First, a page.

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contacts can only be open or close, indicators should be lit or dark and motors can be either
turned on or off and so forth.

INTRODUCTION TO ATMEL MICROCONTROLLER


SERIES: 89C51 Family, TECHNOLOGY: CMOS
The major Features of 8-bit Micro controller ATMEL 89C51:
• 8 Bit CPU optimized for control applications
• Extensive Boolean processing (Single - bit Logic) Capabilities.
• On - Chip Flash Program Memory
• On - Chip Data RAM
• Bi-directional and Individually Addressable I/O Lines
• Multiple 16-Bit Timer/Counters
• Full Duplex UART
• Multiple Source / Vector / Priority Interrupt Structure
• On - Chip Oscillator and Clock circuitry.
• On - Chip EEPROM
• SPI Serial Bus Interface
• Watch Dog Timer

8051 BLOCK DIAGRAM:

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Fig. 6.2.1 Architecture of AT89C51

PIN CONFIGURATION:

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Pin Diagram of AT89C51

Pin Description:
VCC Supply voltage.
GND Ground.
Port 0

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Port 0 is an 8-bit open drain bidirectional I/O port. As an output port each pin can sink
eight TTL inputs. When 1s are written to port 0 pins, the pins can be used as high impedance
inputs. Port 0 may also be configured to be the multiplexed low order address/data bus during
accesses to external program and data memory. In this mode P0 has internal pull-ups. Port 0
also receives the code bytes during Flash programming, and outputs the code bytes during
program verification. External pull-ups are required during program verification.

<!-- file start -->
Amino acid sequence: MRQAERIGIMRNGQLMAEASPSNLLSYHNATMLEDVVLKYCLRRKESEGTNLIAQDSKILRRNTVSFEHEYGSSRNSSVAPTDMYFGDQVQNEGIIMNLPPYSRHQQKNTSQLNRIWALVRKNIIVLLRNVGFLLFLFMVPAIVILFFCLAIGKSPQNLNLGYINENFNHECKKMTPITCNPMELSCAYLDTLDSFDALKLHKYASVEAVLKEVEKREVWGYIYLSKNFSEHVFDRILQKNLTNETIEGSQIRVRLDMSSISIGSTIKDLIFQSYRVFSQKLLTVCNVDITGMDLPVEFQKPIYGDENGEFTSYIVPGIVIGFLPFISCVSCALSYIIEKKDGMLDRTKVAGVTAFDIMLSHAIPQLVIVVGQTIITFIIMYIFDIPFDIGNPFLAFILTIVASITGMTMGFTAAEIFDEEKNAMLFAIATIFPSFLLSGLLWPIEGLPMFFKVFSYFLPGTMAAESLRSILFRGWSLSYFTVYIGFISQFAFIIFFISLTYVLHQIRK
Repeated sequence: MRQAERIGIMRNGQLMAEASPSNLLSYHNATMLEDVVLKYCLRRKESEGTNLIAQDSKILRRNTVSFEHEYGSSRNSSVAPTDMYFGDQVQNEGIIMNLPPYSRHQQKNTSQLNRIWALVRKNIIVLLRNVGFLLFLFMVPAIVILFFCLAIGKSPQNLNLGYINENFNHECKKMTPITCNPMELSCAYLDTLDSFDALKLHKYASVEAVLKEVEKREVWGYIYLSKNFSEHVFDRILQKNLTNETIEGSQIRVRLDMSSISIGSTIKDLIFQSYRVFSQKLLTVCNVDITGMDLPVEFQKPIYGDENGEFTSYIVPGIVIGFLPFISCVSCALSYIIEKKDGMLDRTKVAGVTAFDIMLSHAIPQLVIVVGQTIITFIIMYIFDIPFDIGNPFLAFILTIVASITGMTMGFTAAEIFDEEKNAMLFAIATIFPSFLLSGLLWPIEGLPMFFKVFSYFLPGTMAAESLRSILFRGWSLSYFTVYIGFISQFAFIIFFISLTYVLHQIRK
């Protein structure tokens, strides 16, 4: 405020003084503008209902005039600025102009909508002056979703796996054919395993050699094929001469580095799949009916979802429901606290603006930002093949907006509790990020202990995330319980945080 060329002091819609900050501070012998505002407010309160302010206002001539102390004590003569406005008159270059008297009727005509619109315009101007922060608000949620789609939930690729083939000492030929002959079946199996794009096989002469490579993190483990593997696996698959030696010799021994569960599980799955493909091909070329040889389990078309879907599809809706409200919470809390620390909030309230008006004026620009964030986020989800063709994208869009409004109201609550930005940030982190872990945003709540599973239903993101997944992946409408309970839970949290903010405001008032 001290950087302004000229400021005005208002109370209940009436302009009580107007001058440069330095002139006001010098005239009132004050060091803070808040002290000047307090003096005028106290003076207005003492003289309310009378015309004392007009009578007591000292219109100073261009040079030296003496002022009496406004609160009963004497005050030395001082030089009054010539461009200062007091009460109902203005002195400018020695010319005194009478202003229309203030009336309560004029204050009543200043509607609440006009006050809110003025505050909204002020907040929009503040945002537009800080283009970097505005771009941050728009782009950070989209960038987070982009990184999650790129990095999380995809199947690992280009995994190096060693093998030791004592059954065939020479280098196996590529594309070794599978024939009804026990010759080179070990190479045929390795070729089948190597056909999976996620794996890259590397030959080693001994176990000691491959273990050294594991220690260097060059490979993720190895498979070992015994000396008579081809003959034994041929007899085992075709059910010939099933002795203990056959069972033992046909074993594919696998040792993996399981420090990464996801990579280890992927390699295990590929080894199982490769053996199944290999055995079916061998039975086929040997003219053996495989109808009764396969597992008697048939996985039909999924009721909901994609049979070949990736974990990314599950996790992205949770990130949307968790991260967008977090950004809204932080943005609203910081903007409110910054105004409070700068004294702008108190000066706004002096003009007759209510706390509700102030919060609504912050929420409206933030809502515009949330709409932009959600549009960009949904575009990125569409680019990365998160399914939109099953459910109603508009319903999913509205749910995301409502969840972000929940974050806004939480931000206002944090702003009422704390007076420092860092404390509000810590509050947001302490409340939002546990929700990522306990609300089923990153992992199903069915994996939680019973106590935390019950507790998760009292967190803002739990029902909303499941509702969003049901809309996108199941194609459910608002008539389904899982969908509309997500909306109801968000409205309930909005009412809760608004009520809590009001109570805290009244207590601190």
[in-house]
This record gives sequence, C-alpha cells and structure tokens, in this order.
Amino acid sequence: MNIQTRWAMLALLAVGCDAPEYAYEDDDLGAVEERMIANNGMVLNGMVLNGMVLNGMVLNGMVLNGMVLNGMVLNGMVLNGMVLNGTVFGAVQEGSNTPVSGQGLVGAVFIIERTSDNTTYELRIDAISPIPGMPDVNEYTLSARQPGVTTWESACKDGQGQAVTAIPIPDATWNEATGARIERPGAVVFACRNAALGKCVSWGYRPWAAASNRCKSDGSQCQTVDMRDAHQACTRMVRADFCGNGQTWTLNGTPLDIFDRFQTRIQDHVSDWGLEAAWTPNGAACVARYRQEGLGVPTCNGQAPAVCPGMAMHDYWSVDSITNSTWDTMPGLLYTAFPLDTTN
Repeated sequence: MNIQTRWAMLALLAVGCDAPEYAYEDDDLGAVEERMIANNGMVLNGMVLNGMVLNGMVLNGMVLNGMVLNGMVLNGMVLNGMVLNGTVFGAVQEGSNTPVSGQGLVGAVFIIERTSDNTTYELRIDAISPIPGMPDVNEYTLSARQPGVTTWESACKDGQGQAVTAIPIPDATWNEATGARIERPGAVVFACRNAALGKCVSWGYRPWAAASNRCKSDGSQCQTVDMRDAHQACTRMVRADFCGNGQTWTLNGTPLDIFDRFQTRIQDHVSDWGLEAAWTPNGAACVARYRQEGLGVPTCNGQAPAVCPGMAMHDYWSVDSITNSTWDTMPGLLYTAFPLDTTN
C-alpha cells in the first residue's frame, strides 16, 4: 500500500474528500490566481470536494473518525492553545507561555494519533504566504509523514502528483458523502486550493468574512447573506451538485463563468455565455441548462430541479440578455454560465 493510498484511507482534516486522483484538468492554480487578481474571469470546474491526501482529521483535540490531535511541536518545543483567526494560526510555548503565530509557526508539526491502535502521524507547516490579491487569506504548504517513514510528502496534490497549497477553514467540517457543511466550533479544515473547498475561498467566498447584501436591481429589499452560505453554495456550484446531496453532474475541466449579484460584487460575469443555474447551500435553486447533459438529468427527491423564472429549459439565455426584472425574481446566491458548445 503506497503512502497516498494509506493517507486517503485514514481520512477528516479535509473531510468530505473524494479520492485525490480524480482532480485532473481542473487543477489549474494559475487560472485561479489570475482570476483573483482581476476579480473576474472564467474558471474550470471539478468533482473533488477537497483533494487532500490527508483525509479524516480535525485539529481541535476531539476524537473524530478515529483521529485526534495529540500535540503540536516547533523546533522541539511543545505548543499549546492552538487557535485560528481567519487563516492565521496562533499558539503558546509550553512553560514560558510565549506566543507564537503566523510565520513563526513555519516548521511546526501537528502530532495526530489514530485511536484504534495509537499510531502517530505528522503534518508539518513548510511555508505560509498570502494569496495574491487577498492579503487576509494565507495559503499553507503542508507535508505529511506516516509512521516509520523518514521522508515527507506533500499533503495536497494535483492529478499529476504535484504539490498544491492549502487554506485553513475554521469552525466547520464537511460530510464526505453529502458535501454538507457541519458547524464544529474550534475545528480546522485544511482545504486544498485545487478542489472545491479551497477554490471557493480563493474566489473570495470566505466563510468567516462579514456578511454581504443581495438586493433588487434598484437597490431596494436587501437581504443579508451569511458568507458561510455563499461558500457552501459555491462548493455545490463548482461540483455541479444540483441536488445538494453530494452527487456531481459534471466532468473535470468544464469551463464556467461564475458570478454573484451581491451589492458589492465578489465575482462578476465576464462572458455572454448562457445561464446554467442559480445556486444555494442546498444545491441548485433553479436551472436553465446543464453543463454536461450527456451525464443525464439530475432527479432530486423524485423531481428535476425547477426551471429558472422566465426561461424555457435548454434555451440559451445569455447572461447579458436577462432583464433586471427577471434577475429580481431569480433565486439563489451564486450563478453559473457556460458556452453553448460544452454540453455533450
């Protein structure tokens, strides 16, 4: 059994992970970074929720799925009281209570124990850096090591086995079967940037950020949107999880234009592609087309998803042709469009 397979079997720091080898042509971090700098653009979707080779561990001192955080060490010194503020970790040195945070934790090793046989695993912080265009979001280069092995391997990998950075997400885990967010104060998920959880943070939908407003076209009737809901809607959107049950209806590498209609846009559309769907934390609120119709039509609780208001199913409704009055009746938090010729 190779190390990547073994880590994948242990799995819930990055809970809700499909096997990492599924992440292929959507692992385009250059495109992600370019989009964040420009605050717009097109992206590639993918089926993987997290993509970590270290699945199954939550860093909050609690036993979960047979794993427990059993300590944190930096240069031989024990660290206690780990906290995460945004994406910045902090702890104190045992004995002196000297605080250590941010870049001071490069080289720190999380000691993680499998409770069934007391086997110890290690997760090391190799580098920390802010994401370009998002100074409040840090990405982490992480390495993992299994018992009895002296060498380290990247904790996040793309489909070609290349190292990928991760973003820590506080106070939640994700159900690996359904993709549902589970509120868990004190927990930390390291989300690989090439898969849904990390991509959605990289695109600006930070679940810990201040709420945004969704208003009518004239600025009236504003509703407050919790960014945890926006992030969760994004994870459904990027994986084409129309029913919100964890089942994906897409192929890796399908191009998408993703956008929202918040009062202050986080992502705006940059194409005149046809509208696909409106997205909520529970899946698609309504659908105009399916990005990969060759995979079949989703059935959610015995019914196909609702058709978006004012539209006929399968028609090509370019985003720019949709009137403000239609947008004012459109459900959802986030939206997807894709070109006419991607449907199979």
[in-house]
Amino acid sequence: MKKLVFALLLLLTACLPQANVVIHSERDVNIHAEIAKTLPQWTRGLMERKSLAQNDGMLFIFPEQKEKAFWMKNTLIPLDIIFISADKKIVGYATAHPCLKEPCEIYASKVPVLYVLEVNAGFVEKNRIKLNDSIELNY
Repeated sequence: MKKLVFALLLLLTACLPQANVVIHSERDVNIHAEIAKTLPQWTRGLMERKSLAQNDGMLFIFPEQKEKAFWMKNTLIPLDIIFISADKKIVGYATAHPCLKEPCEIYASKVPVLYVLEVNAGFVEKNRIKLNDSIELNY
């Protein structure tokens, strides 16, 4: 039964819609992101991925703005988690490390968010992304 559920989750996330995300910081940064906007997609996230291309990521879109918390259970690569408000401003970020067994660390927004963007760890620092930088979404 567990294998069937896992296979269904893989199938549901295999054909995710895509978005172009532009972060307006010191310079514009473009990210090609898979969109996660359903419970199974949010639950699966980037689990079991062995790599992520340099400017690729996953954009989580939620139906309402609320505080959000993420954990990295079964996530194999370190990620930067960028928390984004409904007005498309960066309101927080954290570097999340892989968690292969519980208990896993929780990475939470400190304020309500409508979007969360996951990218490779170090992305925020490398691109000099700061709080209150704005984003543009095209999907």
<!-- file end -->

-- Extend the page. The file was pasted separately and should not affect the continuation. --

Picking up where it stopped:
Port 1
Port 1 is an 8-bit bidirectional I/O port with internal pull-ups.The Port 1 output
buffers can sink/source four TTL inputs. When 1s are written to Port 1 pins they are pulled
high by the internal pull-ups and can be used as inputs. As inputs, Port 1 pins that are
externally being pulled low will source current (IIL) because of the internal pull-ups. Port 1
also receives the low-order address bytes during Flash programming and verification.
Port 2
Port 2 is an 8-bit bidirectional I/O port with internal pull-ups. The Port 2 output
buffers can sink/source four TTL inputs. When 1s are written to Port 2 pins they are pulled
high by the internal pull-ups and can be used as inputs. As inputs, Port 2 pins that are
externally being pulled low will source current (IIL) because of the internal pull-ups. Port 2
emits the high-order address byte during fetches from external program memory and during
accesses to external data memory that use 16-bit addresses (MOVX @ DPTR). In this
application it uses strong internal pull-ups. When emitting 1s. During accesses to external
data memory that use 8-bit addresses (MOVX @ RI), Port 2 emits the contents of the P2
Special Function Register. Port 2 also receives the high-order address bits and some control
signals during Flash programming and verification.

Port 3
Port 3 is an 8-bit bidirectional I/O port with internal pull-ups. The Port 3 output
buffers can sink/source four TTL inputs. When 1s are written to Port 3 pins they are pulled
high by the internal pull-ups and can be used as inputs. As inputs, Port 3 pins that are
externally being pulled low will source current (IIL) because of the pull-ups. Port 3 also
serves the functions of various special features of the AT89C51 as listed below:

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Alternate Functions of PORT3
Port 3 also receives some control signals for Flash programming and verification.

Port Loading and Interfacing

The output buffers of Ports 1, 2, and 3 can each drive 4 LS TTL inputs. These ports
on NMOS versions can be driven in a normal manner by a TTL or NMOS circuit. Both
NMOS and CMOS pins can be driven by open-collector and open-drain outputs, but note
that0-to-1 transitions will not be fast. In he NMOS device, if the pin is driven by an open-
collector output, a 0-to-1 transition will have to be driven by the relatively weak depletion
mode FET in the CMOS device, an input 0turns off pull-up pFET3, leaving only the very
weak pull-up pFET2 to drive the transition. Port 0 output buffers can each drive 8 LS TTL
inputs. They do, however, require external pull-ups to drive NMOS inputs, except when
being used as the ADDRESS/DATA bus for external memory.
RST